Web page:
Lastly, there’s the matter of the monsters. When Stephen King was writing IT, a significant part of his approach was the idea of making the book a monster extravaganza that would feature all varieties of ghouls and horrors – including werewolves, mummies, a Frankenstein, and more (all of whom, of course, are Pennywise in alternate forms). The film still includes the leper that attacks Eddie (Jack Dylan Grazer), as he really is the perfect form to torment the hypochondriac character, and there is a moment in the final battle when It transforms into a mummy, but mostly it opts to create new forms for the eponymous shapeshifter, such as the burnt corpses that haunt Mike, the headless boy that comes at Ben in the library, and the flute-playing woman in the Modigliani-esque painting that torments Stan.

Losers Club in IT

(Image credit: Warner Bros.)

Is It Worthy Of The King?

When I reviewed Andy Muschietti’s IT for its theatrical release, espousing my full appreciation for the work required about 1,200 words… and in this section of this column I only have about 300 words. That puts me at disadvantage when it comes to fully and properly addressing the question posed above, so I’ll start by addressing the subject in absolute terms: IT: Chapter One is unequivocally among the best Stephen King adaptations ever made.

There are two primary elements behind this fact. The first is the depiction of the Losers Club and the phenomenal casting job that was done to find each young actor. Every single one of them stands out individually in their own unique way, but what’s really special is the effortless rapport that exists in their group chemistry. If I didn’t know any better, I could be convinced that Jaeden Martell, Sophia Lillis, Finn Wolfhard, Jack Dylan Grazer, Wyatt Oleff, Chosen Jacobs, and Jeremy Ray Taylor already knew each other prior to joining the project and were cast based on their preexisting bond.

And then there’s Pennywise. Going into the film, every Stephen King fan I knew put Tim Curry’s performance from the 1990 miniseries on a pedestal – and deservedly so, given how phenomenal his work is.  But that just makes what Bill Skarsgård does all the more impressive. While horror is typically a genre of diminishing returns, Skarsgård’s Pennywise is chill-inducing no matter how many times one watches the movie. His drooling, eye-shifting performance is every shade of phenomenal and perfect, with the work of makeup, special effects, and visual effects teams turning him into one of cinema’s greatest modern monsters.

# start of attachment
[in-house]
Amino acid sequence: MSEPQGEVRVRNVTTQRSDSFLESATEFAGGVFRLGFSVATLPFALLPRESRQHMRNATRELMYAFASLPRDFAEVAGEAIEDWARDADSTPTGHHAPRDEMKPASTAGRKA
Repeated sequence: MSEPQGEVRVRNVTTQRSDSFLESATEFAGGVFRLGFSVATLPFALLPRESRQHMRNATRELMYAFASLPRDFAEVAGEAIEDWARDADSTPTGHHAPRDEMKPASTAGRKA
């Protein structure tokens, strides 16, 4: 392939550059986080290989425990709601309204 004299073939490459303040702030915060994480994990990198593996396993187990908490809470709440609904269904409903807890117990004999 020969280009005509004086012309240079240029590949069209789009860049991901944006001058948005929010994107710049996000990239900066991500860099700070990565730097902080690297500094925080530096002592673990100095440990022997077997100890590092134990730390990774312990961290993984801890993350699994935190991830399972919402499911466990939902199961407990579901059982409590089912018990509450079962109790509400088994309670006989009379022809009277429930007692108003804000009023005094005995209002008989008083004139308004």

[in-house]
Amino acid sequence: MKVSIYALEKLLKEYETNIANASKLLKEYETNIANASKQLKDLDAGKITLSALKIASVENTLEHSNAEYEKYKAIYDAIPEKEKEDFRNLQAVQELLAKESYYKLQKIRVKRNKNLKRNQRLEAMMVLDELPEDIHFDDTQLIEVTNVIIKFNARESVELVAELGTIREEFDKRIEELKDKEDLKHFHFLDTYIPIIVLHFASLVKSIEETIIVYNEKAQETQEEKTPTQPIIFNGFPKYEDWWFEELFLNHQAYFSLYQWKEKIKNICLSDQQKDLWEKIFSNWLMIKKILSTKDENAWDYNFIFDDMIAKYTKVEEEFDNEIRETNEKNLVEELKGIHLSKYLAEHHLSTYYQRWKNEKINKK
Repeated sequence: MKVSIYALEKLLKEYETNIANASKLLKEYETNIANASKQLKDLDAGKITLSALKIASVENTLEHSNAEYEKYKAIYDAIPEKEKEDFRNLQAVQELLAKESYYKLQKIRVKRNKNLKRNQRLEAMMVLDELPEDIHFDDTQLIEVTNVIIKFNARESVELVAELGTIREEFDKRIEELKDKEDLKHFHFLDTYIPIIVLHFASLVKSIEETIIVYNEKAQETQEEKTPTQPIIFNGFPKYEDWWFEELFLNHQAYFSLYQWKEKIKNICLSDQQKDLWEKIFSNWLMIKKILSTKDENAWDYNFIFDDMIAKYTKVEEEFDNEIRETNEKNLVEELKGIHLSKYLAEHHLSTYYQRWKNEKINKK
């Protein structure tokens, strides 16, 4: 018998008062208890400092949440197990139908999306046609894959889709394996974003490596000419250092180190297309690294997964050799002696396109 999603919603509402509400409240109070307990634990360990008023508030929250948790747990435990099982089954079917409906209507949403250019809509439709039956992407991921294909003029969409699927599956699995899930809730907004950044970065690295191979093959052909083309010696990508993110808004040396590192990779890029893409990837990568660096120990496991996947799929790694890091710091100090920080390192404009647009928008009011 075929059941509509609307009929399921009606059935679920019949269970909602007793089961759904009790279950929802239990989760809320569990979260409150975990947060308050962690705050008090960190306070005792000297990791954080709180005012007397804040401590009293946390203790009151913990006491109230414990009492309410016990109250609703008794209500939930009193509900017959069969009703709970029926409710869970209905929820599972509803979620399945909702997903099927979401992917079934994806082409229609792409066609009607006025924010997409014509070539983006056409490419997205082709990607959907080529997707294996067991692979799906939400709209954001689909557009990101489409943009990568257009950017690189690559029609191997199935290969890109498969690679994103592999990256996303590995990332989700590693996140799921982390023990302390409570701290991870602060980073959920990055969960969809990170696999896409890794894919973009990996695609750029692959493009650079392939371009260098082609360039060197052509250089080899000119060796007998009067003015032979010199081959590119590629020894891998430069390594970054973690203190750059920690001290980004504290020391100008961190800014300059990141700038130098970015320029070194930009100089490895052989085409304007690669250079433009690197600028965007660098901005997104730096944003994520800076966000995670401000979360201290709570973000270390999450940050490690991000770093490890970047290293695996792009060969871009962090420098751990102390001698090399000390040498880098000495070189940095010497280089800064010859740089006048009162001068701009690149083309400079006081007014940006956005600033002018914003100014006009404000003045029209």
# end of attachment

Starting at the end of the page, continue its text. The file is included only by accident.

IT: Chapter One is the best adaptation of the best half of one of Stephen King’s best books, and while IT: Chapter Two has a significant impact on its legacy, I’ll wait to address that more directly in my Adapting Stephen King column scheduled for November 16.

Pennywise leaping from screen in IT

(Image credit: Warner Bros.)

How To Watch Andy Muschietti’s IT

Andy Muschietti’s IT has had a tendency to bounce around between streaming services, but at the time of this movie’s publication it’s possibly as widely available as it has ever been, as it is available on both Netflix (opens in new tab) and HBO Max (opens in new tab). If you don’t have subscriptions to either one, you still have plenty of options, including digital rental and/or purchase on Amazon (opens in new tab), Google Play (opens in new tab), Vudu (opens in new tab), and Apple (opens in new tab). The best option for physical media collectors building their own Ultimate Stephen King collection will find that the best option is the 4K set (opens in new tab) released in 2018.

Coming up next week, Adapting Stephen King will be jumping back to the CinemaBlend streaming section, as I’ll be taking a look at what is another one of the best Stephen King movies of all time: Mike Flanagan’s Gerald’s Game, which was released in 2017 as a Netflix original. The column will be up on the site next Wednesday, and you can discover all of the previous installments by clicking through the banners below.

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Eric Eisenberg
Assistant Managing Editor

NJ native who calls LA home and lives in a Dreamatorium. A decade-plus CinemaBlend veteran who is endlessly enthusiastic about the career he’s dreamt of since seventh grade.